5000 Images

Deer in Winter Wilderness

Saw this beautiful buck at the edge of the wilderness this morning. He was very cooperative in posing for a few captures 🙂 Also noticed this morning that somewhere along the line lately I blew through the 5000 accepted images at iStock / Getty! Two years ago I was looking forward to surpassing that mark but got so discouraged with the company that I stopped uploading. But a few days ago, much to my surprise I logged by best month there in a long time, enough payout to rethink my decision to ignore that portfolio. iStock / Getty was where my stock photography career began and it is my oldest portfolio, dating all the way back to 2006. It’s also a pretty good pictorial history of an entire decade of my life on this earth!

My First Metal Print

So excited… getting my first glossy metal print of my work 🙂 Actually it is going to be two prints, both of deer that I photographed back in the winter of 2010. One of the images I had to search pretty long and hard for on the backup drive, couldn’t remember where or when I had captured it and I haven’t even seen it in a long time. But the memory of one of my most favorite pictures has stuck in my mind all these years as something I would like to print one day. The second one was easier to find, I have kept it close by, foremost on my mind as the first one I would print when I got the chance!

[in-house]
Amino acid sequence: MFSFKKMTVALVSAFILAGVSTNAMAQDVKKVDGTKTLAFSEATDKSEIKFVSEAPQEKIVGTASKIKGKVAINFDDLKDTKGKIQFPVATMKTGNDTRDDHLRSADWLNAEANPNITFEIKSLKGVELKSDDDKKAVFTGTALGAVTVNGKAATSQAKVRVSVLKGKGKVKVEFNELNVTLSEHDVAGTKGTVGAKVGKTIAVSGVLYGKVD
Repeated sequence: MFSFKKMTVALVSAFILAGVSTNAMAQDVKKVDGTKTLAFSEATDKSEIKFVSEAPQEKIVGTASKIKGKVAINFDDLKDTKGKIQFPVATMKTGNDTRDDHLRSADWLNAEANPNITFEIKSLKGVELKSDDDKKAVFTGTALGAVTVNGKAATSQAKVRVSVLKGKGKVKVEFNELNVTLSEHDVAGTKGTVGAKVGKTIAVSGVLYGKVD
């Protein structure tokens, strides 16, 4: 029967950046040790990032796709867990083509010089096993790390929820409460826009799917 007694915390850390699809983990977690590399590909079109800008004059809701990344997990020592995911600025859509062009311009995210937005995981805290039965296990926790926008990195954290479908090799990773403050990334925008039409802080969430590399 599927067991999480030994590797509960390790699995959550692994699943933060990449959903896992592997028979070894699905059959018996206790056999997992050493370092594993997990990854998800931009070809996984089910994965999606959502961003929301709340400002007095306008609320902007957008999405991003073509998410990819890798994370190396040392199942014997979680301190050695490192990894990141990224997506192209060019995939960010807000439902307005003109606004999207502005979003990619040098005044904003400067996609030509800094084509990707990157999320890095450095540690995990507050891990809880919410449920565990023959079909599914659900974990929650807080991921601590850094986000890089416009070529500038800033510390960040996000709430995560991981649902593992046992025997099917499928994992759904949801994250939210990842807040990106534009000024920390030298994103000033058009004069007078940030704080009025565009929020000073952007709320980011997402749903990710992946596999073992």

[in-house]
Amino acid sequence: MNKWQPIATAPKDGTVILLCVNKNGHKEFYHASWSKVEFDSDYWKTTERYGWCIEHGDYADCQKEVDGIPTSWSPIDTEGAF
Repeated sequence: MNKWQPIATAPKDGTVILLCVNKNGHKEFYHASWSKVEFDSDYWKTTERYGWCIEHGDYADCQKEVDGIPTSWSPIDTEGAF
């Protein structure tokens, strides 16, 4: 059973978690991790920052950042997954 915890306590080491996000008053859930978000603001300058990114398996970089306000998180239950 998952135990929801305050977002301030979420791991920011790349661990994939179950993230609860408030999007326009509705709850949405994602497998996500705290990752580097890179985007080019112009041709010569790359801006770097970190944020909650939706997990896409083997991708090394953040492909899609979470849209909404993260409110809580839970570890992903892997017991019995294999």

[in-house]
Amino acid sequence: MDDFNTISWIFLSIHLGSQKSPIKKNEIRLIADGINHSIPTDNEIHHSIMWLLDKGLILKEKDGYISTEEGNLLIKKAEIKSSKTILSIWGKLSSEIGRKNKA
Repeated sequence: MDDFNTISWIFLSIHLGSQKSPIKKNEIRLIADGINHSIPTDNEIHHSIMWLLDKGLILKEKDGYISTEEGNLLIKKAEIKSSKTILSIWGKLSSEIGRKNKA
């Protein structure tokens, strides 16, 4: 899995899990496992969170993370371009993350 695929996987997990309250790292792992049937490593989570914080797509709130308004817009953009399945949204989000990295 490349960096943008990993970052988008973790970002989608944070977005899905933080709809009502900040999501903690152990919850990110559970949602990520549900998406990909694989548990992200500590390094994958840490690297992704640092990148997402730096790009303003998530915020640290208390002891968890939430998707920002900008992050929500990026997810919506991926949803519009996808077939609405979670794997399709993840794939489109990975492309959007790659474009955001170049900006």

Mule Deer Couple

As I browsed through the images on my backup drive I was somewhat taken aback at the size of my collection. I was only looking through pictures of deer and there are thousands, many of which I have never even processed or uploaded to my stock agencies. Got me to thinking, maybe I had better stop and think about what I am doing. Maybe I need to spend a little more time in front of the computer screen!